Colorado River Canoe

One of the things that I love about Colorado is that you can drive a few hours in any direction, and be in an entirely different environment. Normally, I spend a lot of time in the high country.

But last week my husband and I traveled to Grand Junction, in the western part of Colorado, to canoe an easy stretch of the Colorado River with a group of friends. Instead of the alpine tundra, we traveled through the high desert of the Colorado Plateau.

The Colorado River starts in the Kawunechee Valley of Rocky Mountain National Park at 10,000 feet (3048 meters), and quickly drops to the Colorado Plateau (4444 feet or 1355 meters where we put in) around Grand Junction. From there it meanders southwest through Utah to cut the incredible Grand Canyon of the Colorado in Arizona.

On our canoe trip, we expected to see bald eagles, osprey, great blue herons and other water birds, and we weren’t disappointed. The only one I got photos of, though, was a great blue heron along a shallow stretch of the river. And this late in the year, a good portion of of the River was shallow.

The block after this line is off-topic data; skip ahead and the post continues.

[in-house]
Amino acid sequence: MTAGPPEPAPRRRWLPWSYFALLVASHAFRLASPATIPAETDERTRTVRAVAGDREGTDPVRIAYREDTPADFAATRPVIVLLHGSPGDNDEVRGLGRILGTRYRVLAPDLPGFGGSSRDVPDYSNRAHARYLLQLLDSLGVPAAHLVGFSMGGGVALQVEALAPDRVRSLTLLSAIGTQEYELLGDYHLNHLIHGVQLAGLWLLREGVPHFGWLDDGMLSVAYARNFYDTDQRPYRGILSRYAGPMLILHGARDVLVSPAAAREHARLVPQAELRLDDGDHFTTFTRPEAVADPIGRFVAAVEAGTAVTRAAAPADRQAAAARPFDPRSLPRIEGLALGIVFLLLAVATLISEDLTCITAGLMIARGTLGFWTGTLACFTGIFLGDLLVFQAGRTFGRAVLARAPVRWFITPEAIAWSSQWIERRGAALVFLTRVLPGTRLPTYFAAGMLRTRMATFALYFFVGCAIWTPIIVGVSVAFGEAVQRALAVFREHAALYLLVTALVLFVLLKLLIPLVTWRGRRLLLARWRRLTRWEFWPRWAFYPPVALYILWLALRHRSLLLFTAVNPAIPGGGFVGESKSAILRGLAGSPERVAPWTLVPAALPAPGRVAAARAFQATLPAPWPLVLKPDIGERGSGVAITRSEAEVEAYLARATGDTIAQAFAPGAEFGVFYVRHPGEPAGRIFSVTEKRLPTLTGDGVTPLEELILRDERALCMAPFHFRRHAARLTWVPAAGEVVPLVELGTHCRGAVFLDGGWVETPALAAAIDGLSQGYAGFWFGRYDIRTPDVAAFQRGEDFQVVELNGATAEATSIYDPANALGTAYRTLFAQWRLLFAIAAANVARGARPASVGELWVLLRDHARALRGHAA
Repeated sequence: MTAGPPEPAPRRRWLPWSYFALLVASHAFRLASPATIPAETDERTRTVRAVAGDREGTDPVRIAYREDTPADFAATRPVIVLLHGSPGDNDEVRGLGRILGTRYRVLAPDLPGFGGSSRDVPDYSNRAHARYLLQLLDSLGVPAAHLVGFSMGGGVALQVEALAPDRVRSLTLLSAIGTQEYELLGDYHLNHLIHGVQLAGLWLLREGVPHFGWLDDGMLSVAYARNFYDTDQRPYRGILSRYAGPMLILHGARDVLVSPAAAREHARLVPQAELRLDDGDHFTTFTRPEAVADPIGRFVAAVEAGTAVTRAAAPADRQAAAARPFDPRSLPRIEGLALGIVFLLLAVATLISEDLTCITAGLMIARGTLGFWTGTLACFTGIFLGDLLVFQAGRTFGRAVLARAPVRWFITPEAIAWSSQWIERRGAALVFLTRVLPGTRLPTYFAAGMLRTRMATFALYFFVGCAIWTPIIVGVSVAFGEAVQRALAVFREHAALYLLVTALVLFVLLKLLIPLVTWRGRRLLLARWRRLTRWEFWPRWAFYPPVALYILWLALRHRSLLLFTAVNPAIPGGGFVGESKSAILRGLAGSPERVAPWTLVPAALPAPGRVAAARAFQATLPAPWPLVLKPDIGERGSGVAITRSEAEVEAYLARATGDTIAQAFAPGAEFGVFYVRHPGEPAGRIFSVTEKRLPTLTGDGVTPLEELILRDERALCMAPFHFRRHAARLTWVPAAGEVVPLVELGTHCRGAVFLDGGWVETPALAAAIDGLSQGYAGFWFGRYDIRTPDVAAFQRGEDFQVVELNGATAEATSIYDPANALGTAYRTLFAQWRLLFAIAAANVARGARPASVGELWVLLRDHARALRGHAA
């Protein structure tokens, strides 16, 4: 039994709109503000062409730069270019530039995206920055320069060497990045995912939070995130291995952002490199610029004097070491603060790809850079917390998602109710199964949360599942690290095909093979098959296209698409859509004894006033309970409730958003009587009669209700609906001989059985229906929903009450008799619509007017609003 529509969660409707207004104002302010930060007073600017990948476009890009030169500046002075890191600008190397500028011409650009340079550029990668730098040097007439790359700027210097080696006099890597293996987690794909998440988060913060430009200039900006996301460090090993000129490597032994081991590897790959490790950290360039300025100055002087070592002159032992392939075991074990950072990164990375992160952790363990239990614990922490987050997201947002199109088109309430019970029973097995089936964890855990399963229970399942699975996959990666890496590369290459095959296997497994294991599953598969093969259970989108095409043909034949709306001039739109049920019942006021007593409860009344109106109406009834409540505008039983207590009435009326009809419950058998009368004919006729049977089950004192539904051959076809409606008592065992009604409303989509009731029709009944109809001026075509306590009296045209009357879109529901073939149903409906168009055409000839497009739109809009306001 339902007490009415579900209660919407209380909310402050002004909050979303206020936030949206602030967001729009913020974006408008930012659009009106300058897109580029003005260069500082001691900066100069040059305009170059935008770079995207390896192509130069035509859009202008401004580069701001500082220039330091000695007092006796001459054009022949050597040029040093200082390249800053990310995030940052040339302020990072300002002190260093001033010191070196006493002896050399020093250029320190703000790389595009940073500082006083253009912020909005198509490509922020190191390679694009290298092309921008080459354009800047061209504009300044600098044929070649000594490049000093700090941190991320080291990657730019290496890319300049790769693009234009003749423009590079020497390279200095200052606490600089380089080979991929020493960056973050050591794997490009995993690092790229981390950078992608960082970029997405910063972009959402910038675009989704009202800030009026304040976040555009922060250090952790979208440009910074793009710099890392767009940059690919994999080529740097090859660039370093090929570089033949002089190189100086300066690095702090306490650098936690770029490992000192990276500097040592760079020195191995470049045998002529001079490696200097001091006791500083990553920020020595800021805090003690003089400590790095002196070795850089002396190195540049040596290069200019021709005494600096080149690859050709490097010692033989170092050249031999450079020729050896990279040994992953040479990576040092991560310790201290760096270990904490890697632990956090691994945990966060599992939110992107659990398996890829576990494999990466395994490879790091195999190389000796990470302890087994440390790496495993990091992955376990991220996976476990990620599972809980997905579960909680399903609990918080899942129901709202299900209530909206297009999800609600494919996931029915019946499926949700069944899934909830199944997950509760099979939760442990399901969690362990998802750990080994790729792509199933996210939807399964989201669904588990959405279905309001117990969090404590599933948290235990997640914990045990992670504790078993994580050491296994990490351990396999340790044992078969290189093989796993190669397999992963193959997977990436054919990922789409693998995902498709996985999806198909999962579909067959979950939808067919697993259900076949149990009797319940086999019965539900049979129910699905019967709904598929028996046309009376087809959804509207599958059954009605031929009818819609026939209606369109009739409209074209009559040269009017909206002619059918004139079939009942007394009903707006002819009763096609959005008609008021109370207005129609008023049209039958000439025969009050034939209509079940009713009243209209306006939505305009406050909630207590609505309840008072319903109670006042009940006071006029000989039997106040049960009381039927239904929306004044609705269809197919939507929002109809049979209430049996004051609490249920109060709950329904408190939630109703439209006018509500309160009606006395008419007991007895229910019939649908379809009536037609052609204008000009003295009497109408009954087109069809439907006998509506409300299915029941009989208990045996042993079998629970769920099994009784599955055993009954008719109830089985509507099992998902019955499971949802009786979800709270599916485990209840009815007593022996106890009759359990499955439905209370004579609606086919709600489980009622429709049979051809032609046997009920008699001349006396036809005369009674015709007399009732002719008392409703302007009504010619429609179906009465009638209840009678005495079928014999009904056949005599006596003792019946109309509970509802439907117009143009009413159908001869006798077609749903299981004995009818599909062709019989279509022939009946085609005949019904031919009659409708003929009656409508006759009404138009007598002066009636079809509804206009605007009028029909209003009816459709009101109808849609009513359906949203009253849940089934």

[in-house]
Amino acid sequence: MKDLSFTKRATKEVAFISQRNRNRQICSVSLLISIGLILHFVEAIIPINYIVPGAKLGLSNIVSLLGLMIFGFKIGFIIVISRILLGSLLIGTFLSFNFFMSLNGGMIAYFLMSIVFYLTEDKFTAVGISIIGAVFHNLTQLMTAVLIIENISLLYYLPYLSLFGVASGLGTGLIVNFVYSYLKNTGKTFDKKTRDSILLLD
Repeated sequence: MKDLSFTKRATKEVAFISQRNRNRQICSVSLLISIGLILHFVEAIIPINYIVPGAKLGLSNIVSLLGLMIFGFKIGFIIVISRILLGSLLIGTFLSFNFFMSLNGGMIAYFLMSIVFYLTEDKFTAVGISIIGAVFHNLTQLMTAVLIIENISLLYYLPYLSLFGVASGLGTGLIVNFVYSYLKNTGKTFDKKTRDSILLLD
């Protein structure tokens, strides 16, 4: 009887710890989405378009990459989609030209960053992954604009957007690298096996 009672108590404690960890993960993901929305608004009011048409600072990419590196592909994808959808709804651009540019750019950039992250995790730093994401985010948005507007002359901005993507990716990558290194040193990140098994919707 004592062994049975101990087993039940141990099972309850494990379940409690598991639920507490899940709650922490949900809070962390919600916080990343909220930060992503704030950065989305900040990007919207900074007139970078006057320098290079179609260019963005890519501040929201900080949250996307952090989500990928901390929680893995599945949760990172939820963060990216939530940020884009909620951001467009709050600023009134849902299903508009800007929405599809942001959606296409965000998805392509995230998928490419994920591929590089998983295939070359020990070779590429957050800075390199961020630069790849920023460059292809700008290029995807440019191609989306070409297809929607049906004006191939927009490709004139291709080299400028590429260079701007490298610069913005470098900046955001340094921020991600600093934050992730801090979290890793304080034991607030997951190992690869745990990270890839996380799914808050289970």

Great blue heron (2)

A Great Blue Heron fishing in the Colorado River.

I am becoming a bigger and bigger fan of traveling by canoe or kayak, mostly because animals come down to the river to drink or feed, and you, traveling slowly and quietly, can approach them fairly closely. That allowed me to get close enough to the heron to get a good shot.

Great blue heron (1)

Herons, more than almost any other bird, show me that birds are descended from dinosaurs.

Unfortunately, we drifted a little too close, and he took off as we passed.

I also got shots of a lot of animals we didn’t expect to see.

At our lunch spot for the second day, some of our canoe group floated around the bend in the river. They came back very excited about seeing desert bighorn sheep. People with cameras headed back to shoot the sheep.

Desert bighorn sheep are a subspecies of their better known cousins, bighorn sheep.

bighorn herd

Herd of about thirty desert bighorn sheep. Almost as many were down along the river (background) and in the junipers behind us.